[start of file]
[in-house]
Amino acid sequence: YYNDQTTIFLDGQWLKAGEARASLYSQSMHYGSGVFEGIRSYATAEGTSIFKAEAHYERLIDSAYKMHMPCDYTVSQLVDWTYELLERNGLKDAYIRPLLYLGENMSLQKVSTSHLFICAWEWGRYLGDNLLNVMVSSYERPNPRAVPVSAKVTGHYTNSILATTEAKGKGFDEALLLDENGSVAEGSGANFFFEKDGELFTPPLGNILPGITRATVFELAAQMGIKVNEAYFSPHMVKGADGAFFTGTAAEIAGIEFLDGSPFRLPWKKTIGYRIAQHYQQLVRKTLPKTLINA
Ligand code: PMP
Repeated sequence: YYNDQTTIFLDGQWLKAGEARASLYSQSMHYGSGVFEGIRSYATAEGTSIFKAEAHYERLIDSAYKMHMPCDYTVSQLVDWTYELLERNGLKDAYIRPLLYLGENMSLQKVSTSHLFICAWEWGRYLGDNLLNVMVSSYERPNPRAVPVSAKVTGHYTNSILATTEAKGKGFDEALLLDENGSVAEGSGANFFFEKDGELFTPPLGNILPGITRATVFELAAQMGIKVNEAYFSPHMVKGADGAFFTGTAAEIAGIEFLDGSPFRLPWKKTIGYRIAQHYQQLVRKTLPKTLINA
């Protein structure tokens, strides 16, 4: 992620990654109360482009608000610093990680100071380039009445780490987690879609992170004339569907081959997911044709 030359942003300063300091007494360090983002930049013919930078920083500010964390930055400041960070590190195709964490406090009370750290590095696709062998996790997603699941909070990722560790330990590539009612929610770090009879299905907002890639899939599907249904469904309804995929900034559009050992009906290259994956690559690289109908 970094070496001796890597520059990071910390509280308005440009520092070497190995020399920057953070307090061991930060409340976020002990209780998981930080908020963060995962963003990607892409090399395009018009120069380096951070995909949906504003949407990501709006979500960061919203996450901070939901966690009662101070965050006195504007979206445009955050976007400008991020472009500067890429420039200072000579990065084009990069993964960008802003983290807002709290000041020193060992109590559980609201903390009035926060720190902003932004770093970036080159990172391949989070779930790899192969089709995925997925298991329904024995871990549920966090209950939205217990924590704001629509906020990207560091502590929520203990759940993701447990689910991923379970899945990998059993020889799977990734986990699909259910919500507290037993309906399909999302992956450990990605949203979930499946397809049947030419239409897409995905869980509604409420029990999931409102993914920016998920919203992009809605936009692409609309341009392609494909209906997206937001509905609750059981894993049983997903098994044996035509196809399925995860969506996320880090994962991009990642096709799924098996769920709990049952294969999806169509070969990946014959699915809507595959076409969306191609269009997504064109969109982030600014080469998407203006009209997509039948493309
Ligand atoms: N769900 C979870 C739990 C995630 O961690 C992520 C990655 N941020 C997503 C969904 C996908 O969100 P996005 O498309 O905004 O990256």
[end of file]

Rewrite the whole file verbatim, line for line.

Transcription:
[in-house]
Amino acid sequence: YYNDQTTIFLDGQWLKAGEARASLYSQSMHYGSGVFEGIRSYATAEGTSIFKAEAHYERLIDSAYKMHMPCDYTVSQLVDWTYELLERNGLKDAYIRPLLYLGENMSLQKVSTSHLFICAWEWGRYLGDNLLNVMVSSYERPNPRAVPVSAKVTGHYTNSILATTEAKGKGFDEALLLDENGSVAEGSGANFFFEKDGELFTPPLGNILPGITRATVFELAAQMGIKVNEAYFSPHMVKGADGAFFTGTAAEIAGIEFLDGSPFRLPWKKTIGYRIAQHYQQLVRKTLPKTLINA
Ligand code: PMP
Repeated sequence: YYNDQTTIFLDGQWLKAGEARASLYSQSMHYGSGVFEGIRSYATAEGTSIFKAEAHYERLIDSAYKMHMPCDYTVSQLVDWTYELLERNGLKDAYIRPLLYLGENMSLQKVSTSHLFICAWEWGRYLGDNLLNVMVSSYERPNPRAVPVSAKVTGHYTNSILATTEAKGKGFDEALLLDENGSVAEGSGANFFFEKDGELFTPPLGNILPGITRATVFELAAQMGIKVNEAYFSPHMVKGADGAFFTGTAAEIAGIEFLDGSPFRLPWKKTIGYRIAQHYQQLVRKTLPKTLINA
């Protein structure tokens, strides 16, 4: 992620990654109360482009608000610093990680100071380039009445780490987690879609992170004339569907081959997911044709 030359942003300063300091007494360090983002930049013919930078920083500010964390930055400041960070590190195709964490406090009370750290590095696709062998996790997603699941909070990722560790330990590539009612929610770090009879299905907002890639899939599907249904469904309804995929900034559009050992009906290259994956690559690289109908 970094070496001796890597520059990071910390509280308005440009520092070497190995020399920057953070307090061991930060409340976020002990209780998981930080908020963060995962963003990607892409090399395009018009120069380096951070995909949906504003949407990501709006979500960061919203996450901070939901966690009662101070965050006195504007979206445009955050976007400008991020472009500067890429420039200072000579990065084009990069993964960008802003983290807002709290000041020193060992109590559980609201903390009035926060720190902003932004770093970036080159990172391949989070779930790899192969089709995925997925298991329904024995871990549920966090209950939205217990924590704001629509906020990207560091502590929520203990759940993701447990689910991923379970899945990998059993020889799977990734986990699909259910919500507290037993309906399909999302992956450990990605949203979930499946397809049947030419239409897409995905869980509604409420029990999931409102993914920016998920919203992009809605936009692409609309341009392609494909209906997206937001509905609750059981894993049983997903098994044996035509196809399925995860969506996320880090994962991009990642096709799924098996769920709990049952294969999806169509070969990946014959699915809507595959076409969306191609269009997504064109969109982030600014080469998407203006009209997509039948493309
Ligand atoms: N769900 C979870 C739990 C995630 O961690 C992520 C990655 N941020 C997503 C969904 C996908 O969100 P996005 O498309 O905004 O990256």